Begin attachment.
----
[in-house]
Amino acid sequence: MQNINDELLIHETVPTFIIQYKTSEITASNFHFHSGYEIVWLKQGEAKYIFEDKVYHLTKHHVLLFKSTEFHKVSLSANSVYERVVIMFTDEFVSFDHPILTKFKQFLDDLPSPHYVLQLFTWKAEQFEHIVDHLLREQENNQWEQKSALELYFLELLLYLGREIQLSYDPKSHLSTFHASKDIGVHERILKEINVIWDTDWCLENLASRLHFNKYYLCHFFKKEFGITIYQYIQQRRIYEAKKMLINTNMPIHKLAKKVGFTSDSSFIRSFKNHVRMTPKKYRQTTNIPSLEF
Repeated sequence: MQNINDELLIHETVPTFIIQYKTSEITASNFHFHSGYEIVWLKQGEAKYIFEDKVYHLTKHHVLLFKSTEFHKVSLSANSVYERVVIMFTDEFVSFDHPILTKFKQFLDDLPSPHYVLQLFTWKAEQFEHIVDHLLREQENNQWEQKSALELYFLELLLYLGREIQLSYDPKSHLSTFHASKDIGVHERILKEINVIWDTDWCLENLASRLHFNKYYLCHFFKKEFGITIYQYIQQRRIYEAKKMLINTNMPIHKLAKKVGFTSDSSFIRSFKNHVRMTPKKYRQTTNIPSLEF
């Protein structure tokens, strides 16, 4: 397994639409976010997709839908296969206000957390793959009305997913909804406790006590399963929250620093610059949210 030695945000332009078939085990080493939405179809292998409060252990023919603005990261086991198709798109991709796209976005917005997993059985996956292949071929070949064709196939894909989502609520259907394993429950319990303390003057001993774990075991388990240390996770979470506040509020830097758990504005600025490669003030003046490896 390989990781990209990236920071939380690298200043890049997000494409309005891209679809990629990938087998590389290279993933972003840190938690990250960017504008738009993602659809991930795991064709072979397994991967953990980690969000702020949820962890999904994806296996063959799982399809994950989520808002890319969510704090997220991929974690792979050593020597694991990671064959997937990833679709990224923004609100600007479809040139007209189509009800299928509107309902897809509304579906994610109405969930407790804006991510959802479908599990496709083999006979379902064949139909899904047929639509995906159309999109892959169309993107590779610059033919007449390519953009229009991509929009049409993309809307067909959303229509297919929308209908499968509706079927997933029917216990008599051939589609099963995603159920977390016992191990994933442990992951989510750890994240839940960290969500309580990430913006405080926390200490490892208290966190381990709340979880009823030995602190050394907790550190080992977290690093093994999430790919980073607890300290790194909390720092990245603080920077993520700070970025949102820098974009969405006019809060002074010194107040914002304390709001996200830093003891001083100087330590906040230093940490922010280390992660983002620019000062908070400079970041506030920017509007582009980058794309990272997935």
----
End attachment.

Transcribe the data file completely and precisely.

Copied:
[in-house]
Amino acid sequence: MQNINDELLIHETVPTFIIQYKTSEITASNFHFHSGYEIVWLKQGEAKYIFEDKVYHLTKHHVLLFKSTEFHKVSLSANSVYERVVIMFTDEFVSFDHPILTKFKQFLDDLPSPHYVLQLFTWKAEQFEHIVDHLLREQENNQWEQKSALELYFLELLLYLGREIQLSYDPKSHLSTFHASKDIGVHERILKEINVIWDTDWCLENLASRLHFNKYYLCHFFKKEFGITIYQYIQQRRIYEAKKMLINTNMPIHKLAKKVGFTSDSSFIRSFKNHVRMTPKKYRQTTNIPSLEF
Repeated sequence: MQNINDELLIHETVPTFIIQYKTSEITASNFHFHSGYEIVWLKQGEAKYIFEDKVYHLTKHHVLLFKSTEFHKVSLSANSVYERVVIMFTDEFVSFDHPILTKFKQFLDDLPSPHYVLQLFTWKAEQFEHIVDHLLREQENNQWEQKSALELYFLELLLYLGREIQLSYDPKSHLSTFHASKDIGVHERILKEINVIWDTDWCLENLASRLHFNKYYLCHFFKKEFGITIYQYIQQRRIYEAKKMLINTNMPIHKLAKKVGFTSDSSFIRSFKNHVRMTPKKYRQTTNIPSLEF
């Protein structure tokens, strides 16, 4: 397994639409976010997709839908296969206000957390793959009305997913909804406790006590399963929250620093610059949210 030695945000332009078939085990080493939405179809292998409060252990023919603005990261086991198709798109991709796209976005917005997993059985996956292949071929070949064709196939894909989502609520259907394993429950319990303390003057001993774990075991388990240390996770979470506040509020830097758990504005600025490669003030003046490896 390989990781990209990236920071939380690298200043890049997000494409309005891209679809990629990938087998590389290279993933972003840190938690990250960017504008738009993602659809991930795991064709072979397994991967953990980690969000702020949820962890999904994806296996063959799982399809994950989520808002890319969510704090997220991929974690792979050593020597694991990671064959997937990833679709990224923004609100600007479809040139007209189509009800299928509107309902897809509304579906994610109405969930407790804006991510959802479908599990496709083999006979379902064949139909899904047929639509995906159309999109892959169309993107590779610059033919007449390519953009229009991509929009049409993309809307067909959303229509297919929308209908499968509706079927997933029917216990008599051939589609099963995603159920977390016992191990994933442990992951989510750890994240839940960290969500309580990430913006405080926390200490490892208290966190381990709340979880009823030995602190050394907790550190080992977290690093093994999430790919980073607890300290790194909390720092990245603080920077993520700070970025949102820098974009969405006019809060002074010194107040914002304390709001996200830093003891001083100087330590906040230093940490922010280390992660983002620019000062908070400079970041506030920017509007582009980058794309990272997935």